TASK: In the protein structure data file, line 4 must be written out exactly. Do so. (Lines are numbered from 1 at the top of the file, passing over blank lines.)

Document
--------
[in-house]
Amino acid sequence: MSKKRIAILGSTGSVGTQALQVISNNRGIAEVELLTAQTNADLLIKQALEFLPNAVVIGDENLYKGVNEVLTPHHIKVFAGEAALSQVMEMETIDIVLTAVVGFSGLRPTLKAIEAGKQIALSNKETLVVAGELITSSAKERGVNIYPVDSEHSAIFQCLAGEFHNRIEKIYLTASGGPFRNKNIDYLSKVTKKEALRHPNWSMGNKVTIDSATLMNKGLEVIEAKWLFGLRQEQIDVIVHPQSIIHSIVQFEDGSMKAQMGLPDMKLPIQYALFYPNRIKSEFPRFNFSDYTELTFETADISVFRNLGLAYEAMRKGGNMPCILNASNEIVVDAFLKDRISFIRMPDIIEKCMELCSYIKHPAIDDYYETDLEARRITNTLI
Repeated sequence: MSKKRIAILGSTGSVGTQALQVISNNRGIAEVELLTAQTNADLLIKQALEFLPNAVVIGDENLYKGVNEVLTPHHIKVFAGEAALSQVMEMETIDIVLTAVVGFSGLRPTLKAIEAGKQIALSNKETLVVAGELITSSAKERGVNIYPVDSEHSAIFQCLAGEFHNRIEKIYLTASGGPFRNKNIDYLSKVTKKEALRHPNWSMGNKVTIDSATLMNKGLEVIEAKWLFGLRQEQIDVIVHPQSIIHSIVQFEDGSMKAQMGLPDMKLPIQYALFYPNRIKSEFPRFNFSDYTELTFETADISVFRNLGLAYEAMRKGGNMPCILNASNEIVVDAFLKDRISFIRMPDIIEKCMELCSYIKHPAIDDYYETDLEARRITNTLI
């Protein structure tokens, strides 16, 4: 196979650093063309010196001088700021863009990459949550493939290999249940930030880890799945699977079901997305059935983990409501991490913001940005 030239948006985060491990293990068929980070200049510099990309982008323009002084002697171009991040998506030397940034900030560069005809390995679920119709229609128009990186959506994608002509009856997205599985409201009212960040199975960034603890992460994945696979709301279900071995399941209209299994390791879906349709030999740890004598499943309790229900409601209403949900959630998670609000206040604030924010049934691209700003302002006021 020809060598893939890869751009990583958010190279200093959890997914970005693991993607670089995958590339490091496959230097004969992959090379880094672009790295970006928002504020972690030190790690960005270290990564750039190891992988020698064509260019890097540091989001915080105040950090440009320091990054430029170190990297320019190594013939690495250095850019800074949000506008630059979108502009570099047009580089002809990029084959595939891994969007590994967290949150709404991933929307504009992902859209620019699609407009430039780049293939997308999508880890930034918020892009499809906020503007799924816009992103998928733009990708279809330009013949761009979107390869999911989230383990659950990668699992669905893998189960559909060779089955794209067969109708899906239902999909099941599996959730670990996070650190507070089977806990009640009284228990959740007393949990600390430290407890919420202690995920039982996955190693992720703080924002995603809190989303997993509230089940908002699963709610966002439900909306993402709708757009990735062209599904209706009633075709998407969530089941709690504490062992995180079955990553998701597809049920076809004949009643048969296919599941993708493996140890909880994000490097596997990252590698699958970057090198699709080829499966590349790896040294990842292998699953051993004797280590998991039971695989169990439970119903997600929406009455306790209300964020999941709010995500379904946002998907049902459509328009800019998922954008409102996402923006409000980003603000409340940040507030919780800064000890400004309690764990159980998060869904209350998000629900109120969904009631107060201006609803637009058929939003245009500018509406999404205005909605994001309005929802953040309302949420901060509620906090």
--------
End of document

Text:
């Protein structure tokens, strides 16, 4: 196979650093063309010196001088700021863009990459949550493939290999249940930030880890799945699977079901997305059935983990409501991490913001940005 030239948006985060491990293990068929980070200049510099990309982008323009002084002697171009991040998506030397940034900030560069005809390995679920119709229609128009990186959506994608002509009856997205599985409201009212960040199975960034603890992460994945696979709301279900071995399941209209299994390791879906349709030999740890004598499943309790229900409601209403949900959630998670609000206040604030924010049934691209700003302002006021 020809060598893939890869751009990583958010190279200093959890997914970005693991993607670089995958590339490091496959230097004969992959090379880094672009790295970006928002504020972690030190790690960005270290990564750039190891992988020698064509260019890097540091989001915080105040950090440009320091990054430029170190990297320019190594013939690495250095850019800074949000506008630059979108502009570099047009580089002809990029084959595939891994969007590994967290949150709404991933929307504009992902859209620019699609407009430039780049293939997308999508880890930034918020892009499809906020503007799924816009992103998928733009990708279809330009013949761009979107390869999911989230383990659950990668699992669905893998189960559909060779089955794209067969109708899906239902999909099941599996959730670990996070650190507070089977806990009640009284228990959740007393949990600390430290407890919420202690995920039982996955190693992720703080924002995603809190989303997993509230089940908002699963709610966002439900909306993402709708757009990735062209599904209706009633075709998407969530089941709690504490062992995180079955990553998701597809049920076809004949009643048969296919599941993708493996140890909880994000490097596997990252590698699958970057090198699709080829499966590349790896040294990842292998699953051993004797280590998991039971695989169990439970119903997600929406009455306790209300964020999941709010995500379904946002998907049902459509328009800019998922954008409102996402923006409000980003603000409340940040507030919780800064000890400004309690764990159980998060869904209350998000629900109120969904009631107060201006609803637009058929939003245009500018509406999404205005909605994001309005929802953040309302949420901060509620906090």